Probably half of all tourists visit Nepal in the autumn (October to November), and for good reasons. The weather is clear and dry, and temperatures will not too cold in the high country nor too hot in the Tarai. with the air washed clean by the monsoon rains, the mountains are at their most visible, making this the most popular time for trekking. Two major festivals also fall during this season. The downside, however, is that the tourist quarters are heaving and hustly, it's hard to find a decent room, you'll waltages for food and for trekking permits, and people are short on ready smiles and chat.
In winter (December and January), the snow line descends to 2.000 - 3000m and though it never snows in Kathmandu, the "mists of India" make the capital feel cold and clammy (especially in unheated budget lodgings). Most travelers head down into India, leaving the trekking routes and guest houses fairly quiet too quiet, sometimes, as many restaurants pare down their menus for the season.
Monsoon of Nepal Spring (February to mid-April) brings warmer temperatures, longer days, weddings and more festivals. The rhododendrons are in bloom in the hills towards the end of this period, and in the Tarai the thatch has been cut, making this the best time for viewing wildlife. All of which creates another tourist crush, albeit not quite as bad as in the autumn. The one factor that keeps people away is a disappointing haze that obscures the mountains from lower elevations, though it's usually possible to trek above it. The pre-monsoon (mid-April to early June) is stifling at lower elevations, and dusty wind squalls are common. People get a little edgy with the heat; this is the time for popular unrest, but also for the Kathmandu Valley's great rain-making festival. Trek high, where the temperatures are more tolerable.
Nepal welcomes the Monsoon (June to September), which breaks the enervating monotony of the previous months, and makes the fields come alive with rushing water and green shoots. The rains rinse and renew the land. This can be a fascinating time to visit, when Nepal is at its most Nepali, but there are many drawbacks: mountain views are rare, leeches come out in force along the mid-elevation trekking routes, roads wash out, flights get canceled, and disease runs rampant as the rising water table brings the entire contents of Kathmandu's sewers to the surface.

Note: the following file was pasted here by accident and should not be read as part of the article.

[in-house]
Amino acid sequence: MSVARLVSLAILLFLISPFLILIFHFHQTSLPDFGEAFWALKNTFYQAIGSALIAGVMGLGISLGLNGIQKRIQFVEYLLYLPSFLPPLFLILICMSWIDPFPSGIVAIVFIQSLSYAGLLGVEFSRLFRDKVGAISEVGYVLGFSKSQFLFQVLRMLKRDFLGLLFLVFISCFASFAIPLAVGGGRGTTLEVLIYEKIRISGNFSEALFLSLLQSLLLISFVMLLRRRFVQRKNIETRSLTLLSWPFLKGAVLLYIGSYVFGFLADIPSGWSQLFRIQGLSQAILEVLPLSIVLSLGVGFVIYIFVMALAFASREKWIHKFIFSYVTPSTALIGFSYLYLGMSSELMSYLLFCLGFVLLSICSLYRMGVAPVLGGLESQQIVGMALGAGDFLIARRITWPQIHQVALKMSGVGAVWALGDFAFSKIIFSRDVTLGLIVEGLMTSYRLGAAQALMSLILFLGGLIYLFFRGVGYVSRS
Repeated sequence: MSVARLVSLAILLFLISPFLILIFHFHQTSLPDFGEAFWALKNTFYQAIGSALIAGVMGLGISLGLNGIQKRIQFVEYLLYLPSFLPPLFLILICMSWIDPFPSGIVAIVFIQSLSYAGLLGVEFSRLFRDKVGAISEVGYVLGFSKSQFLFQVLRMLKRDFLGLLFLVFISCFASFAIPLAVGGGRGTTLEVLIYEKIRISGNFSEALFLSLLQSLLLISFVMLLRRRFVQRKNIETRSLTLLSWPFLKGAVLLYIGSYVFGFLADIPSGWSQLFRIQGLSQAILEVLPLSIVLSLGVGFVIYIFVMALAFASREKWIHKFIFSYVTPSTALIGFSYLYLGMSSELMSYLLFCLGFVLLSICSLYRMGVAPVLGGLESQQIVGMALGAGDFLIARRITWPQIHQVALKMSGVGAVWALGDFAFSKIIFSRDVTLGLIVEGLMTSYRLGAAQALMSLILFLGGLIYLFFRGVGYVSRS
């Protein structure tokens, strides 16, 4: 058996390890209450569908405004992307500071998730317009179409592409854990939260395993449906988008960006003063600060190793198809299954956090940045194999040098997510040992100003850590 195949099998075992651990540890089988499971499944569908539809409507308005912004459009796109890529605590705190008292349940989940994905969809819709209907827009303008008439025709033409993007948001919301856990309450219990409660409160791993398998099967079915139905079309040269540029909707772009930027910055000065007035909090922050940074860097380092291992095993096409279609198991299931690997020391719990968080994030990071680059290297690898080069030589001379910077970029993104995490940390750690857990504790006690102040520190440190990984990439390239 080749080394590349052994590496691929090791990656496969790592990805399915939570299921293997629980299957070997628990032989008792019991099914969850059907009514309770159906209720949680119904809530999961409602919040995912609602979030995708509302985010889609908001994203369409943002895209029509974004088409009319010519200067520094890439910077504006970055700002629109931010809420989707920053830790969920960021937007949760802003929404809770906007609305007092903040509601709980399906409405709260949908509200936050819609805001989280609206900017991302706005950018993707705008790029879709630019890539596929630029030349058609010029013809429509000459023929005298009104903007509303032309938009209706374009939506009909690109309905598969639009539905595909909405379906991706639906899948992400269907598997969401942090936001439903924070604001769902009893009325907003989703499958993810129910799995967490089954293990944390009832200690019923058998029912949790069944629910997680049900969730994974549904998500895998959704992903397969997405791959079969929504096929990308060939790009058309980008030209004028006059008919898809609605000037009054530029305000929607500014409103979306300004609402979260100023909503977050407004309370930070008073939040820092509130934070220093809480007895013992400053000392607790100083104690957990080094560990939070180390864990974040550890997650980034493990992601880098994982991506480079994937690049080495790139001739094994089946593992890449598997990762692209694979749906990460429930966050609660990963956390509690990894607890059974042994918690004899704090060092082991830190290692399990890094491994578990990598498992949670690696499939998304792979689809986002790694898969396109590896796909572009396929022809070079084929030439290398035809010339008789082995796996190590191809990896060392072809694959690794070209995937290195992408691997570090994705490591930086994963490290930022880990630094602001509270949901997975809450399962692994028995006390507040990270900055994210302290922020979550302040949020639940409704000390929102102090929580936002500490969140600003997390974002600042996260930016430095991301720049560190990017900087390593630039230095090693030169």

People, culture and Religion:
Nepalese people are mainly divided into two distinct groups, the Indo-Aryans and the Mongoloids. Kathmandu Valley is the spiritual and cultural meeting point of all these groups.
Religious practices are an important part of the lives of the Nepalese people. Mythologies of various Hindu gods and goddesses abound in this country and cultural values are based on the philosophies of holy books like the Swasthani Gita, Ramayana etc.
Women and children visit neighborhood shrines at dawn to offer worship to the gods. Holding plates of rice, flowers, and vermilion powder, they perform puja by lighting incense, ringing the temple bell, and applying tika, a red paste, on their foreheads. Passers by stop at temples and show their reverence to the gods by spending a few minutes praying. Occasionally, groups of men sit near temples playing music and singing hyms until late night.
In Nepal, Hinduism and Buddhism are the two main religions. The two have co-existed down the ages and many Hindu temples share the same complex as Buddhist shrines. Hindu and Buddhist worshipers may regard the same god with different names while performing religious rites.
Though Nepal is the only Hindu Kingdom in the world, many other religions like Islam, Christianity, and Bon are practiced here. Some of the earliest inhabitants like the Kirats practice their own kind of religion based on ancestor worship and the Tharus practice animism. Over the years, Hinduism and Buddhism have been influenced by these practices which have been modified to form a synthesis of newer beliefs.